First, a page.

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Ron Jones, a microbiologist and renowned expert on the fragile Everglades ecosystem, spent months devising the details of a contract to transfer laboratory equipment from Florida International University, his former employer, to Portland State University in Oregon, where he now works. Attorneys were close to finalizing the deal when New Times published a story ("Eye on the Everglades," January 22) detailing his battle with FIU administrators and subsequent decision to leave the university. The next day FIU canceled the equipment-transfer contract via e-mail, exercising a clause that allowed either party to back out for any reason; the school gave no reason.
FIU spokeswoman Maydel Santana-Bravo says the New Times story had nothing to do with the school's decision to cancel the transaction. "We have a new vice president for research [who] started on January 15," she says. "He has asked that a halt be put [on the transfer] because he wants to review the equipment."
Jones, who willingly answered questions for the first story, now refers New Times to his attorneys at Lehtinen, Vargas & Riedi. "We are considering our options and very carefully reviewing the First and Fourteenth amendments," says Claudio Riedi. "There could be very serious repercussions if Mr. Jones's rights are being affected."
Cancellation clauses are not uncommon in these types of contracts, the lawyer says, but they are generally used as an escape hatch in the event of unforeseen developments, not to punish people for speaking their minds. "An earlier draft of the agreement had a 'muzzle clause' requiring that Ron Jones not make any negative or derogatory remarks about FIU," Riedi continues. "We had them take that out."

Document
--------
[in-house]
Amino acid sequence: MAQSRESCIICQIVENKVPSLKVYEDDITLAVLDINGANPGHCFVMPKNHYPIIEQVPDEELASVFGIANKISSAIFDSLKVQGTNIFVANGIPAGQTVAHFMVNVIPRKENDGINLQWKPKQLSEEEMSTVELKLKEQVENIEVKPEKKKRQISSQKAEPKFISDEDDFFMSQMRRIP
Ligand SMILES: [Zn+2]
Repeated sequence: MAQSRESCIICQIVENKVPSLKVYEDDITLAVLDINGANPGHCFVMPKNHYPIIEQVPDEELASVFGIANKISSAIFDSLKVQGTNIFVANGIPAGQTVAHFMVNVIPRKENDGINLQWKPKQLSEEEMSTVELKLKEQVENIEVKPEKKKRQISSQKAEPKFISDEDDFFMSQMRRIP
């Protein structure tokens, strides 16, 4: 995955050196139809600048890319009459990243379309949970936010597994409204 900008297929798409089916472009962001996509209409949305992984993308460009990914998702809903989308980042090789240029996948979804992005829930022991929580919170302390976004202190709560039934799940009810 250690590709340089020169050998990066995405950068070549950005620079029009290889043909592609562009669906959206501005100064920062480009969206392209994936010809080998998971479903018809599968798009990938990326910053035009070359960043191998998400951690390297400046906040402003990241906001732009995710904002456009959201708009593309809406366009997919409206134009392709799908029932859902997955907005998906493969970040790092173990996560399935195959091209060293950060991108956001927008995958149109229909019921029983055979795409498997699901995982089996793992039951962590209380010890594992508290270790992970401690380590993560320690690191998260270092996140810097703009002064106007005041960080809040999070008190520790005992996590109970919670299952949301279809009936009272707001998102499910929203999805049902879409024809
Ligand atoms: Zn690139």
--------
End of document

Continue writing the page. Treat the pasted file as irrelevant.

Once considered a leading light on FIU's faculty, Jones founded the Southeast Environmental Research Center (SERC), a notable institution that annually attracts about $6.5 million in grants. After eighteen years at FIU, he resigned in frustration this past September and moved to Oregon, though he planned on returning to Florida periodically to continue his Everglades research. Jones offered to let FIU keep about $200,000 in equipment and a $1.2 million grant if the school would let him use the SERC labs occasionally to supervise projects financed by the grant money. FIU flatly refused the offer and hostilities escalated, culminating in the university threatening Jones with arrest if he set foot in the research center.
The scientist's overbearing manner is almost as well known as his groundbreaking work on Everglades water quality, and he had apparently fostered enough animosity over the years that some in the FIU administration and faculty were happy to see him gone -- at any cost. They also apparently feared the worst from him: Messages from FIU general counsel Cristina Mendoza became more menacing, and in October she inadvertently sent Jones an e-mail, evidently intended for a SERC staffer, inquiring whether Jones had enough access to sabotage SERC's computer system. "If you had a really mean person who's been hurting people at FIU -- that's one thing," Riedi says. "Ron Jones is simply eccentric. And he doesn't suffer fools gladly."